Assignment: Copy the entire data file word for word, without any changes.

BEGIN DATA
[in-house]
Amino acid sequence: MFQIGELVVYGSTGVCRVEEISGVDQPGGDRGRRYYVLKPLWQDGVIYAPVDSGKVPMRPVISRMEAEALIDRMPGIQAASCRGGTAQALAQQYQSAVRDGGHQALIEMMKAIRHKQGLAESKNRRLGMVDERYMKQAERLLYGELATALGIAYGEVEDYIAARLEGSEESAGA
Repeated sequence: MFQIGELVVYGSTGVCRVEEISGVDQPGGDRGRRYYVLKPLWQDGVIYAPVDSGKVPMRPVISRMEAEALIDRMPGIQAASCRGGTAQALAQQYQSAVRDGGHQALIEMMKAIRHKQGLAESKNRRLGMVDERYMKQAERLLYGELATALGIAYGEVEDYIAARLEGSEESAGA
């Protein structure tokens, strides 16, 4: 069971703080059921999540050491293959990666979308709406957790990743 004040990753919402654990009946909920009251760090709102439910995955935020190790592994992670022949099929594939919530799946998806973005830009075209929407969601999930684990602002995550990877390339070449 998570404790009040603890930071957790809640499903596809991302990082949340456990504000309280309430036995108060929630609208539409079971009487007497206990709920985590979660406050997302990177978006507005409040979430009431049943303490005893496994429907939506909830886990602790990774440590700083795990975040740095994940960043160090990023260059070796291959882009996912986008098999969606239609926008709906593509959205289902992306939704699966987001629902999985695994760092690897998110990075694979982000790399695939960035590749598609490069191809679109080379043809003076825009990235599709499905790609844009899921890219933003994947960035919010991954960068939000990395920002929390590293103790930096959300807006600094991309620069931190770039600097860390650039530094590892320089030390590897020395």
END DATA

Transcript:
[in-house]
Amino acid sequence: MFQIGELVVYGSTGVCRVEEISGVDQPGGDRGRRYYVLKPLWQDGVIYAPVDSGKVPMRPVISRMEAEALIDRMPGIQAASCRGGTAQALAQQYQSAVRDGGHQALIEMMKAIRHKQGLAESKNRRLGMVDERYMKQAERLLYGELATALGIAYGEVEDYIAARLEGSEESAGA
Repeated sequence: MFQIGELVVYGSTGVCRVEEISGVDQPGGDRGRRYYVLKPLWQDGVIYAPVDSGKVPMRPVISRMEAEALIDRMPGIQAASCRGGTAQALAQQYQSAVRDGGHQALIEMMKAIRHKQGLAESKNRRLGMVDERYMKQAERLLYGELATALGIAYGEVEDYIAARLEGSEESAGA
């Protein structure tokens, strides 16, 4: 069971703080059921999540050491293959990666979308709406957790990743 004040990753919402654990009946909920009251760090709102439910995955935020190790592994992670022949099929594939919530799946998806973005830009075209929407969601999930684990602002995550990877390339070449 998570404790009040603890930071957790809640499903596809991302990082949340456990504000309280309430036995108060929630609208539409079971009487007497206990709920985590979660406050997302990177978006507005409040979430009431049943303490005893496994429907939506909830886990602790990774440590700083795990975040740095994940960043160090990023260059070796291959882009996912986008098999969606239609926008709906593509959205289902992306939704699966987001629902999985695994760092690897998110990075694979982000790399695939960035590749598609490069191809679109080379043809003076825009990235599709499905790609844009899921890219933003994947960035919010991954960068939000990395920002929390590293103790930096959300807006600094991309620069931190770039600097860390650039530094590892320089030390590897020395």